Researchers are envisioning mobile, RFID-guided robots taking on tasks such as helping families tend to disabled relatives and assisting in factory inventories. Secom, a security company in Japan, has already built a machine, called Robot X - equipped with a camera, the robot relays live video to a remote security facility. When a stranger approaches one of the children, the robot, controlled remotely, gets aggressive. On six wheels, it pursues the intruder, flashing bright lights and sirens and spewing a thick cloud of smoke. The cyber-guard snaps a few pictures, too. While the potential for robots guided by radio signals is vast, such technology is likely years away from becoming mainstream.Scientists in Japan, Germany and the United States envision a myriad of uses for mobile, RFID-guided robots. An assistant professor at Utah State University is experimenting with one designed to assist blind people while they shop, helping them navigate stores and find merchandise.
Others hope the technology will someday help families tend to elderly or disabled relatives, dispensing medicine and performing household chores. The Infineon machine has an RFID reader, and when set to work on "smart carpet" embedded with RFID chips, the robot is guaranteed not to miss a single crumb or dust bunny, while taking the most efficient route across the floor. One of the main problems is that in order for a robot to detect something or someone, he, she or it must have an RFID tag on it. The tags combine a radio antenna and microchip. They have no power source of their own, but when scanned by a special reader, they broadcast a unique serial number. Over the last year or so, companies have been putting thousands of RFID tags on everything from casino chips to library books as prices for the technology have fallen and technical standards have emerged.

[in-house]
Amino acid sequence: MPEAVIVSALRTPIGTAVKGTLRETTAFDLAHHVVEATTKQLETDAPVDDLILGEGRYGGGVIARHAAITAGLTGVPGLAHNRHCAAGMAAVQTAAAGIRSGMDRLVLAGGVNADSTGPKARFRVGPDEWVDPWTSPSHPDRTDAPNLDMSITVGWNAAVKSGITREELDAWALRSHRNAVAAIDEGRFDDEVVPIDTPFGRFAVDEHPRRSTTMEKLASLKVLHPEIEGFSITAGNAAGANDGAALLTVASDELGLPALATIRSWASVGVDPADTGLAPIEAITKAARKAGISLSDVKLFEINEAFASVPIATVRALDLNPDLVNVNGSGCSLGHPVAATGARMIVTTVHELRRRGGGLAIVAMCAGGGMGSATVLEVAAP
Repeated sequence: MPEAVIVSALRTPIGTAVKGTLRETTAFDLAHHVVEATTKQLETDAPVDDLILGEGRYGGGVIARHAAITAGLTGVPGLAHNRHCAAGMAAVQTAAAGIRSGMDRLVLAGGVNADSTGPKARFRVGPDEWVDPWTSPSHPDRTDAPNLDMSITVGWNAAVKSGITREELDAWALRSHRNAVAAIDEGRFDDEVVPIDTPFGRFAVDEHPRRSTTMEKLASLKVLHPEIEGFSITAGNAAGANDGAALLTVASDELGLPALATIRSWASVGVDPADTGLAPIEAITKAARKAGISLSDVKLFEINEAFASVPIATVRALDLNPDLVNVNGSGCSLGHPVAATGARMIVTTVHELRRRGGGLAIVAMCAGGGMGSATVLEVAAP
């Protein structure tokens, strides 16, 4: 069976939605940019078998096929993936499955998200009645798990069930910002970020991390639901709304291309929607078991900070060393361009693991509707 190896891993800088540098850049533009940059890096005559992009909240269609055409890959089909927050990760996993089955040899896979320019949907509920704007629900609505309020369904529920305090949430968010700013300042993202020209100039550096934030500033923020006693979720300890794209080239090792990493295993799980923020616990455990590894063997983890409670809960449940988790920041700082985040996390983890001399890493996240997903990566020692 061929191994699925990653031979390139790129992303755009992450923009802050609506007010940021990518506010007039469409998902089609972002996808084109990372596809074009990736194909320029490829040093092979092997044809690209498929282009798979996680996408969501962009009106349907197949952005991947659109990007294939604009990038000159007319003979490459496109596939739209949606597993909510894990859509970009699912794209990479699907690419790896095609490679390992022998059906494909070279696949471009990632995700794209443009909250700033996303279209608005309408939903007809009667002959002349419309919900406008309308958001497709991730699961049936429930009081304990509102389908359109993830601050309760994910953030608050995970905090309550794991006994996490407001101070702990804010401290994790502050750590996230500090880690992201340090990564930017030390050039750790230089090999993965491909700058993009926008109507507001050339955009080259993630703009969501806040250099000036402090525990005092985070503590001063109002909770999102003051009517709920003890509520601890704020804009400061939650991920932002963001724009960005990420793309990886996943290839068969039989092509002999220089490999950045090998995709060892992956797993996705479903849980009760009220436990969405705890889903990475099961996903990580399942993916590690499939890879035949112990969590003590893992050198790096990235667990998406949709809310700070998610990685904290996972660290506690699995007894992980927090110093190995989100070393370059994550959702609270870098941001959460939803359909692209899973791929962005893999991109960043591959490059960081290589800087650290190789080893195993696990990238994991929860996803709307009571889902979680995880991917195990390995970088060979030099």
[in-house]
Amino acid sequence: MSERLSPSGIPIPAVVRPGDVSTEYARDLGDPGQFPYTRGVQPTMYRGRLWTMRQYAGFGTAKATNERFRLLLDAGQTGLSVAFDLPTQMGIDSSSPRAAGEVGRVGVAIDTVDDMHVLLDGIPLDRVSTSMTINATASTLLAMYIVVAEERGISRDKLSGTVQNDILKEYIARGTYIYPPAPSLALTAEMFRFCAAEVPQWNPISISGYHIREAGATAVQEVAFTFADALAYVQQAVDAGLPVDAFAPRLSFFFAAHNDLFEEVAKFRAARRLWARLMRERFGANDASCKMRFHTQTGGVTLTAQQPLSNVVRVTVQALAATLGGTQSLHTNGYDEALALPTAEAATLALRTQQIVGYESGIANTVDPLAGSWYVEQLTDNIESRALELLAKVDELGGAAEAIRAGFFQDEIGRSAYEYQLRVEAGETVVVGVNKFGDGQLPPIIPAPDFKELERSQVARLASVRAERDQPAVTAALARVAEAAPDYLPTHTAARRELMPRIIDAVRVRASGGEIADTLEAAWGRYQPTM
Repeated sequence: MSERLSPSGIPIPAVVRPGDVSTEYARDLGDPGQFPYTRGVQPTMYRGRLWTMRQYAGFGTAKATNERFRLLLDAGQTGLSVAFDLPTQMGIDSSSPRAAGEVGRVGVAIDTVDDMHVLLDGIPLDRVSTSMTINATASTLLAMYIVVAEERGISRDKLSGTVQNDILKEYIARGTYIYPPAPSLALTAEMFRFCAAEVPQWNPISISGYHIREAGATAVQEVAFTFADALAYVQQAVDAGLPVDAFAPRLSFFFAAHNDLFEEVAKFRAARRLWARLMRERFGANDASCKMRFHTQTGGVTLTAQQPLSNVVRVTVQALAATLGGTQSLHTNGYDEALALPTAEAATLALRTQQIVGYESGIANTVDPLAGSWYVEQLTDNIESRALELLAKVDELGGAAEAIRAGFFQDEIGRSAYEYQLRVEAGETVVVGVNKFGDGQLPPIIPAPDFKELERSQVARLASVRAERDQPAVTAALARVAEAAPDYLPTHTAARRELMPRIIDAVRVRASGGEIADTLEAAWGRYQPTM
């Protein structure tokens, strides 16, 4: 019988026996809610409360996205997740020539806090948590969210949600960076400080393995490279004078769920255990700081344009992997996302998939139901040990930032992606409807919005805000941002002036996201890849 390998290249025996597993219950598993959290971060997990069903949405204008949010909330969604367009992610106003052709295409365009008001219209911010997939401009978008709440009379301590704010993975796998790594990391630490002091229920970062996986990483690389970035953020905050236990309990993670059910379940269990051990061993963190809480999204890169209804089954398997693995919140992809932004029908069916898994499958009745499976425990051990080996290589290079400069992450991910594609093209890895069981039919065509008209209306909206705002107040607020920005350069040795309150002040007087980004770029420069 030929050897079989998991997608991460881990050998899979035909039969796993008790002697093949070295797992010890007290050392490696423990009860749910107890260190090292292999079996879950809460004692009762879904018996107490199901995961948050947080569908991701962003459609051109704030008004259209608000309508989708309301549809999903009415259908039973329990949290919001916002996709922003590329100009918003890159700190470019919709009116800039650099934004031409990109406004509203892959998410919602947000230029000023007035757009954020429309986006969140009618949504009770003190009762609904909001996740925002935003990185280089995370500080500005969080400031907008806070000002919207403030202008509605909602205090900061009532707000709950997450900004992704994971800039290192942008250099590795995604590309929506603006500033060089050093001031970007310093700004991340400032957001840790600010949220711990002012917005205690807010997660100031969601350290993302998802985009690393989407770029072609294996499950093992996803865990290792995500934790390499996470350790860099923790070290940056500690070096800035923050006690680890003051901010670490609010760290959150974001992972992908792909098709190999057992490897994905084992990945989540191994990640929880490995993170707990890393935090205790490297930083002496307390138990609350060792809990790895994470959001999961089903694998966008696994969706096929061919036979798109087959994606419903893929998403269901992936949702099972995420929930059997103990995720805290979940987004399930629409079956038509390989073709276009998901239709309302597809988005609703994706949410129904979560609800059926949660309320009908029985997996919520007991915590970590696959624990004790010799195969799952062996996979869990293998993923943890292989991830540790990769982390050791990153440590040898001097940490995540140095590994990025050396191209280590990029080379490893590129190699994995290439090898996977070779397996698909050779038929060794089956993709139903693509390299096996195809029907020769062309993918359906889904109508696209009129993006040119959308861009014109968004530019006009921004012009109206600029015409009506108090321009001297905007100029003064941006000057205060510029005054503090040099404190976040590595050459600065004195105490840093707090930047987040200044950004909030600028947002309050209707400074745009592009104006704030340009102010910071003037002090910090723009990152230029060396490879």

Tags must become a lot cheaper before they appear on everyday items. Today, tags range in price from 15 cents to as high as $100. At those prices, retailers and consumer goods companies are mostly reserving tags for large cases or pallets of merchandise, which allows them to track warehouse inventory. RFID tags won't appear on individual tubes of toothpaste and packages of socks until tag prices fall below 5 cents. That's why IBM designed its RFID-enabled robot specifically for the warehouse environment. But IBM's robot is just a prototype for now. The company hit on the idea after a brainstorming session involving the Watson Lab's RFID experts and its location-based services group.The researchers realized that once companies put RFID tags on everything, they have a problem. They either have to employ people to walk around with readers taking inventory or install expensive readers throughout their facilities. They came up with a third option-a mobile, location-aware, RFID-enabled robot.Frontline, a robotics start-up that emerged from stealth mode last year, is angling to be among the first in North America to introduce a commercially available RFID-guided robot.
Category :RFID, RFID Robots.